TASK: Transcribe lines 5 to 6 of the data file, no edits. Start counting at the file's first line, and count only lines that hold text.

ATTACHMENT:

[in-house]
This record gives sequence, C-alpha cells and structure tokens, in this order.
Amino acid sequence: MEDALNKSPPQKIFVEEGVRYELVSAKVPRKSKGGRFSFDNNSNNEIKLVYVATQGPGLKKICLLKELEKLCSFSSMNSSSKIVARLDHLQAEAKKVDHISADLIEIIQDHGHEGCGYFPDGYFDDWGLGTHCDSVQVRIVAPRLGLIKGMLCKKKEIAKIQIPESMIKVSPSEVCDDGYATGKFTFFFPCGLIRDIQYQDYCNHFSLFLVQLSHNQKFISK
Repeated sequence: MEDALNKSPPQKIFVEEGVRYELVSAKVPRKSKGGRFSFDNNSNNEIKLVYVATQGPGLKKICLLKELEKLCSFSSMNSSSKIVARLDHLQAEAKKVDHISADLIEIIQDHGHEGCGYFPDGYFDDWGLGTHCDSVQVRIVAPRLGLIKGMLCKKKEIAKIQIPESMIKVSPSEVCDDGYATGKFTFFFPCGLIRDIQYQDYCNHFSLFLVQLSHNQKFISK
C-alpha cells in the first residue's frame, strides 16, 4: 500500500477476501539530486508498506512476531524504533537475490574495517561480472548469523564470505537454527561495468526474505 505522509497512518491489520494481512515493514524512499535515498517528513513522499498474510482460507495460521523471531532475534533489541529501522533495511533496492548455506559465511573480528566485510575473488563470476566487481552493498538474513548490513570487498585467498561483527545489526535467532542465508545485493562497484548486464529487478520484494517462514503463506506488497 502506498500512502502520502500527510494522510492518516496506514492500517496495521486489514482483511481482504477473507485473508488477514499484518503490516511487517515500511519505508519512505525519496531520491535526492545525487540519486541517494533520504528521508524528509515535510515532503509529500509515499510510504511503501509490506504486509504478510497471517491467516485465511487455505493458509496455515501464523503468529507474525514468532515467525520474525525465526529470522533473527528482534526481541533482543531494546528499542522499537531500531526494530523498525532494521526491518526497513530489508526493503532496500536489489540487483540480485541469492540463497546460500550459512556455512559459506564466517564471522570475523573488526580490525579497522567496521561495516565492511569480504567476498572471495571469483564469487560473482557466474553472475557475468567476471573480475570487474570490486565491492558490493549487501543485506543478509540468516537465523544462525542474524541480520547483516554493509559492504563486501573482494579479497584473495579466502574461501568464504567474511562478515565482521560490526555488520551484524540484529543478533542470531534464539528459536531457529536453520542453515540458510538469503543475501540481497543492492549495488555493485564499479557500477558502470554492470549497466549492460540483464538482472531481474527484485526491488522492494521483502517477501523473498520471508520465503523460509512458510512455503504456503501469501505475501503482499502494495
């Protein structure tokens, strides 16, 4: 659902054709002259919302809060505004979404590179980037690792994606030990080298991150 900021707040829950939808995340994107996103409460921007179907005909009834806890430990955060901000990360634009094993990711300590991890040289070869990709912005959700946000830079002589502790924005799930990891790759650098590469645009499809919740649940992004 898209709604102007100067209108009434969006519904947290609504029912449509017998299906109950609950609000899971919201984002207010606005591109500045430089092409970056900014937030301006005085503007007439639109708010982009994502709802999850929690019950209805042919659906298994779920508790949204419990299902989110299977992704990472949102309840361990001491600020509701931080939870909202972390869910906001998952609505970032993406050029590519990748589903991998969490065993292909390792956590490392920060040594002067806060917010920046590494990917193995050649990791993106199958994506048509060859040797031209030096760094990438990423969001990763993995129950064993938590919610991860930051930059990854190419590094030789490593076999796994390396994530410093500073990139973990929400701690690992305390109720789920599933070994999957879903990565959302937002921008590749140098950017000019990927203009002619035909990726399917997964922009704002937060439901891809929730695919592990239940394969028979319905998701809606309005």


C-alpha cells in the first residue's frame, strides 16, 4: 500500500477476501539530486508498506512476531524504533537475490574495517561480472548469523564470505537454527561495468526474505 505522509497512518491489520494481512515493514524512499535515498517528513513522499498474510482460507495460521523471531532475534533489541529501522533495511533496492548455506559465511573480528566485510575473488563470476566487481552493498538474513548490513570487498585467498561483527545489526535467532542465508545485493562497484548486464529487478520484494517462514503463506506488497 502506498500512502502520502500527510494522510492518516496506514492500517496495521486489514482483511481482504477473507485473508488477514499484518503490516511487517515500511519505508519512505525519496531520491535526492545525487540519486541517494533520504528521508524528509515535510515532503509529500509515499510510504511503501509490506504486509504478510497471517491467516485465511487455505493458509496455515501464523503468529507474525514468532515467525520474525525465526529470522533473527528482534526481541533482543531494546528499542522499537531500531526494530523498525532494521526491518526497513530489508526493503532496500536489489540487483540480485541469492540463497546460500550459512556455512559459506564466517564471522570475523573488526580490525579497522567496521561495516565492511569480504567476498572471495571469483564469487560473482557466474553472475557475468567476471573480475570487474570490486565491492558490493549487501543485506543478509540468516537465523544462525542474524541480520547483516554493509559492504563486501573482494579479497584473495579466502574461501568464504567474511562478515565482521560490526555488520551484524540484529543478533542470531534464539528459536531457529536453520542453515540458510538469503543475501540481497543492492549495488555493485564499479557500477558502470554492470549497466549492460540483464538482472531481474527484485526491488522492494521483502517477501523473498520471508520465503523460509512458510512455503504456503501469501505475501503482499502494495
């Protein structure tokens, strides 16, 4: 659902054709002259919302809060505004979404590179980037690792994606030990080298991150 900021707040829950939808995340994107996103409460921007179907005909009834806890430990955060901000990360634009094993990711300590991890040289070869990709912005959700946000830079002589502790924005799930990891790759650098590469645009499809919740649940992004 898209709604102007100067209108009434969006519904947290609504029912449509017998299906109950609950609000899971919201984002207010606005591109500045430089092409970056900014937030301006005085503007007439639109708010982009994502709802999850929690019950209805042919659906298994779920508790949204419990299902989110299977992704990472949102309840361990001491600020509701931080939870909202972390869910906001998952609505970032993406050029590519990748589903991998969490065993292909390792956590490392920060040594002067806060917010920046590494990917193995050649990791993106199958994506048509060859040797031209030096760094990438990423969001990763993995129950064993938590919610991860930051930059990854190419590094030789490593076999796994390396994530410093500073990139973990929400701690690992305390109720789920599933070994999957879903990565959302937002921008590749140098950017000019990927203009002619035909990726399917997964922009704002937060439901891809929730695919592990239940394969028979319905998701809606309005």